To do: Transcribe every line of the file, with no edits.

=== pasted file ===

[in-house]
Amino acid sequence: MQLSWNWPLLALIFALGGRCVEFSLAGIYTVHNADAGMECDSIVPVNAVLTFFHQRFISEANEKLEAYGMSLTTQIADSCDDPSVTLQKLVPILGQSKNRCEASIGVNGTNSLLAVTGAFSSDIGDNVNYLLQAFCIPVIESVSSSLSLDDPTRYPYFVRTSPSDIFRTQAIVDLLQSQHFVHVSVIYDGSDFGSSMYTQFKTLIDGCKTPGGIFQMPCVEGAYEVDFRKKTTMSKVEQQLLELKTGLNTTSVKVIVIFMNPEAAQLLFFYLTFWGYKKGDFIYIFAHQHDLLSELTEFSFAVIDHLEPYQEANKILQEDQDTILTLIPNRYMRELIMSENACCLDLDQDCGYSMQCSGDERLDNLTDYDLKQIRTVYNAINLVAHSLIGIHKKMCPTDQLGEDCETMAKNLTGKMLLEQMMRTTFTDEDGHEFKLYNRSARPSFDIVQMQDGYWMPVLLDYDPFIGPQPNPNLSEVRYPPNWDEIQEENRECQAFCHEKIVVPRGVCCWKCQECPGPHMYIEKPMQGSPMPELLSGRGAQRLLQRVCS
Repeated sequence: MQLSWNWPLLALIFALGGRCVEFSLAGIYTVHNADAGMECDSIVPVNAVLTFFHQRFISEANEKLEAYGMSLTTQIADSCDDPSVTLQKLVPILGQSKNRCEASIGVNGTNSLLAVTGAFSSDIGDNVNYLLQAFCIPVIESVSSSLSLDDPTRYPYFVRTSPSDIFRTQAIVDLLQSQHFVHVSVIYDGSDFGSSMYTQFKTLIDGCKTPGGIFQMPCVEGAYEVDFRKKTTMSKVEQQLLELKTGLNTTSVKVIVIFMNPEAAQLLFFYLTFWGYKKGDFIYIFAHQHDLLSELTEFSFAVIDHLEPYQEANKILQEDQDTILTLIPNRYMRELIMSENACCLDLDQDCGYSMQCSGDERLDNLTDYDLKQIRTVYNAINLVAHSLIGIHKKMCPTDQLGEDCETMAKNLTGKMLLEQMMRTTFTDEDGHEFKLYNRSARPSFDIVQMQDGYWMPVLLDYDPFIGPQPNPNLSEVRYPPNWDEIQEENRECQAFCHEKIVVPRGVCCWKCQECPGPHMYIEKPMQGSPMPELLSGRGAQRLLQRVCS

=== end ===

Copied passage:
[in-house]
Amino acid sequence: MQLSWNWPLLALIFALGGRCVEFSLAGIYTVHNADAGMECDSIVPVNAVLTFFHQRFISEANEKLEAYGMSLTTQIADSCDDPSVTLQKLVPILGQSKNRCEASIGVNGTNSLLAVTGAFSSDIGDNVNYLLQAFCIPVIESVSSSLSLDDPTRYPYFVRTSPSDIFRTQAIVDLLQSQHFVHVSVIYDGSDFGSSMYTQFKTLIDGCKTPGGIFQMPCVEGAYEVDFRKKTTMSKVEQQLLELKTGLNTTSVKVIVIFMNPEAAQLLFFYLTFWGYKKGDFIYIFAHQHDLLSELTEFSFAVIDHLEPYQEANKILQEDQDTILTLIPNRYMRELIMSENACCLDLDQDCGYSMQCSGDERLDNLTDYDLKQIRTVYNAINLVAHSLIGIHKKMCPTDQLGEDCETMAKNLTGKMLLEQMMRTTFTDEDGHEFKLYNRSARPSFDIVQMQDGYWMPVLLDYDPFIGPQPNPNLSEVRYPPNWDEIQEENRECQAFCHEKIVVPRGVCCWKCQECPGPHMYIEKPMQGSPMPELLSGRGAQRLLQRVCS
Repeated sequence: MQLSWNWPLLALIFALGGRCVEFSLAGIYTVHNADAGMECDSIVPVNAVLTFFHQRFISEANEKLEAYGMSLTTQIADSCDDPSVTLQKLVPILGQSKNRCEASIGVNGTNSLLAVTGAFSSDIGDNVNYLLQAFCIPVIESVSSSLSLDDPTRYPYFVRTSPSDIFRTQAIVDLLQSQHFVHVSVIYDGSDFGSSMYTQFKTLIDGCKTPGGIFQMPCVEGAYEVDFRKKTTMSKVEQQLLELKTGLNTTSVKVIVIFMNPEAAQLLFFYLTFWGYKKGDFIYIFAHQHDLLSELTEFSFAVIDHLEPYQEANKILQEDQDTILTLIPNRYMRELIMSENACCLDLDQDCGYSMQCSGDERLDNLTDYDLKQIRTVYNAINLVAHSLIGIHKKMCPTDQLGEDCETMAKNLTGKMLLEQMMRTTFTDEDGHEFKLYNRSARPSFDIVQMQDGYWMPVLLDYDPFIGPQPNPNLSEVRYPPNWDEIQEENRECQAFCHEKIVVPRGVCCWKCQECPGPHMYIEKPMQGSPMPELLSGRGAQRLLQRVCS